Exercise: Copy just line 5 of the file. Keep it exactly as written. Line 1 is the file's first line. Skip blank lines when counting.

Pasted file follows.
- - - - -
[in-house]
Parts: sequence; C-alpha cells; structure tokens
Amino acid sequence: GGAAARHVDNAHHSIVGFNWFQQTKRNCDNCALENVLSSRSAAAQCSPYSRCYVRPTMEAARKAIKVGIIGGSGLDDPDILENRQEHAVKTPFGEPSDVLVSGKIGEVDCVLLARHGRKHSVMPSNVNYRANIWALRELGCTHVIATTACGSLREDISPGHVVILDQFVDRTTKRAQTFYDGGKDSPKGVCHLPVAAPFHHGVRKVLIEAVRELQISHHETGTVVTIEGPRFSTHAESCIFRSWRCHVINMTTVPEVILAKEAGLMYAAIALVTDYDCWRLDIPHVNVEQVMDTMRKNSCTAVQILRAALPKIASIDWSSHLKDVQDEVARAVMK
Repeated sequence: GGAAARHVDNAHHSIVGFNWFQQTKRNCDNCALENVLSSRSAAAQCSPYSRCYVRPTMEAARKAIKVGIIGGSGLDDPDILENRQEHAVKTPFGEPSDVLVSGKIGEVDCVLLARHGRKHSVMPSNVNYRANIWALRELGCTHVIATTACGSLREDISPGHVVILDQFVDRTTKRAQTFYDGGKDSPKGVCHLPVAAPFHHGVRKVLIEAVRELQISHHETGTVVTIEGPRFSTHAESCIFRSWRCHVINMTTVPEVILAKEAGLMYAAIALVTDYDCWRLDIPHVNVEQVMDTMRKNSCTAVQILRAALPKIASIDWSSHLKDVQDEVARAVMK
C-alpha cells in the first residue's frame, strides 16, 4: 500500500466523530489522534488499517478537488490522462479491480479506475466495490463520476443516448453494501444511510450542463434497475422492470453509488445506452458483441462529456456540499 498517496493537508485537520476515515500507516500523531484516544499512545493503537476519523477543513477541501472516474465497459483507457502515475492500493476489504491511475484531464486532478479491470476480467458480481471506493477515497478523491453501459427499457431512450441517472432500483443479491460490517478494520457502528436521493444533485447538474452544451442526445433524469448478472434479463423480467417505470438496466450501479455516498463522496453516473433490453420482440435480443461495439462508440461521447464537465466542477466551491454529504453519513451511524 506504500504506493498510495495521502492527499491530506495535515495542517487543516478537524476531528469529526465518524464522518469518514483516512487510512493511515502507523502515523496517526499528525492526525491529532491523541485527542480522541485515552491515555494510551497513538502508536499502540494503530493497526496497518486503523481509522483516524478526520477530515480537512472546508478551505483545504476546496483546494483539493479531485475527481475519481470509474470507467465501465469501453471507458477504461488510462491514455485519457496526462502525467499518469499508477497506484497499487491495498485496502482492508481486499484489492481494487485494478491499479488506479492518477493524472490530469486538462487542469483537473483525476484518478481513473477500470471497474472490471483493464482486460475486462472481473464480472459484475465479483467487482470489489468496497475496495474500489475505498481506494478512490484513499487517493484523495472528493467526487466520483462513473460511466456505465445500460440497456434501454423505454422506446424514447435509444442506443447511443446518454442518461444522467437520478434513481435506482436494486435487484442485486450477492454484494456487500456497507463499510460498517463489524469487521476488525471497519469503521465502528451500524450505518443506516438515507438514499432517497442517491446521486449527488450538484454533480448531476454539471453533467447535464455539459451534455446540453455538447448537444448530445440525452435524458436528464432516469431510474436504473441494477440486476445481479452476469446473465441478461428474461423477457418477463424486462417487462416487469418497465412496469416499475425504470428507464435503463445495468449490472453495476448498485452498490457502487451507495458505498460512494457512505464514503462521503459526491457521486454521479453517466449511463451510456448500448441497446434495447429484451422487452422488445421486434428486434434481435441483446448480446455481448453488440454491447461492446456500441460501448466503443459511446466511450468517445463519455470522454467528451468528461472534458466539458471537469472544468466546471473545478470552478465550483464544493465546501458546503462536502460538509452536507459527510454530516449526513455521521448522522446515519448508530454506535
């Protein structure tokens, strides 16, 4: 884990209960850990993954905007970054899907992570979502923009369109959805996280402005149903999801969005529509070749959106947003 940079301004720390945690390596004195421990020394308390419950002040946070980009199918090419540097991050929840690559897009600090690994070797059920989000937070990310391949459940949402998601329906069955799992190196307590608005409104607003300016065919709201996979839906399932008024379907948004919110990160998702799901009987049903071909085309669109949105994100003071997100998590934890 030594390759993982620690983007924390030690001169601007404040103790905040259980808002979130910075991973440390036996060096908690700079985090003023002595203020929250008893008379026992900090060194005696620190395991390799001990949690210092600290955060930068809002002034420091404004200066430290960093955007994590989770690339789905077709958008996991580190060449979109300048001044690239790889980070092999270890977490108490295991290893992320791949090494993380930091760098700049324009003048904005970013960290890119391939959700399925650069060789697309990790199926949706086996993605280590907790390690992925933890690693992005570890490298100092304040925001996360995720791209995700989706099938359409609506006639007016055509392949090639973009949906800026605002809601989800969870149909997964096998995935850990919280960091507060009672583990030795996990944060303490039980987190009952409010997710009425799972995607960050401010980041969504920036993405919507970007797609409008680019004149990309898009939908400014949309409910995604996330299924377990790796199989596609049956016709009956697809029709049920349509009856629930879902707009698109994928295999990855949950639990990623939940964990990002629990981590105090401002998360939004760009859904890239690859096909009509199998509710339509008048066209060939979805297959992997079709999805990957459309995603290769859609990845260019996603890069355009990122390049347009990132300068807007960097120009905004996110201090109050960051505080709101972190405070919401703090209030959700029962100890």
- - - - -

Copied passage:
C-alpha cells in the first residue's frame, strides 16, 4: 500500500466523530489522534488499517478537488490522462479491480479506475466495490463520476443516448453494501444511510450542463434497475422492470453509488445506452458483441462529456456540499 498517496493537508485537520476515515500507516500523531484516544499512545493503537476519523477543513477541501472516474465497459483507457502515475492500493476489504491511475484531464486532478479491470476480467458480481471506493477515497478523491453501459427499457431512450441517472432500483443479491460490517478494520457502528436521493444533485447538474452544451442526445433524469448478472434479463423480467417505470438496466450501479455516498463522496453516473433490453420482440435480443461495439462508440461521447464537465466542477466551491454529504453519513451511524 506504500504506493498510495495521502492527499491530506495535515495542517487543516478537524476531528469529526465518524464522518469518514483516512487510512493511515502507523502515523496517526499528525492526525491529532491523541485527542480522541485515552491515555494510551497513538502508536499502540494503530493497526496497518486503523481509522483516524478526520477530515480537512472546508478551505483545504476546496483546494483539493479531485475527481475519481470509474470507467465501465469501453471507458477504461488510462491514455485519457496526462502525467499518469499508477497506484497499487491495498485496502482492508481486499484489492481494487485494478491499479488506479492518477493524472490530469486538462487542469483537473483525476484518478481513473477500470471497474472490471483493464482486460475486462472481473464480472459484475465479483467487482470489489468496497475496495474500489475505498481506494478512490484513499487517493484523495472528493467526487466520483462513473460511466456505465445500460440497456434501454423505454422506446424514447435509444442506443447511443446518454442518461444522467437520478434513481435506482436494486435487484442485486450477492454484494456487500456497507463499510460498517463489524469487521476488525471497519469503521465502528451500524450505518443506516438515507438514499432517497442517491446521486449527488450538484454533480448531476454539471453533467447535464455539459451534455446540453455538447448537444448530445440525452435524458436528464432516469431510474436504473441494477440486476445481479452476469446473465441478461428474461423477457418477463424486462417487462416487469418497465412496469416499475425504470428507464435503463445495468449490472453495476448498485452498490457502487451507495458505498460512494457512505464514503462521503459526491457521486454521479453517466449511463451510456448500448441497446434495447429484451422487452422488445421486434428486434434481435441483446448480446455481448453488440454491447461492446456500441460501448466503443459511446466511450468517445463519455470522454467528451468528461472534458466539458471537469472544468466546471473545478470552478465550483464544493465546501458546503462536502460538509452536507459527510454530516449526513455521521448522522446515519448508530454506535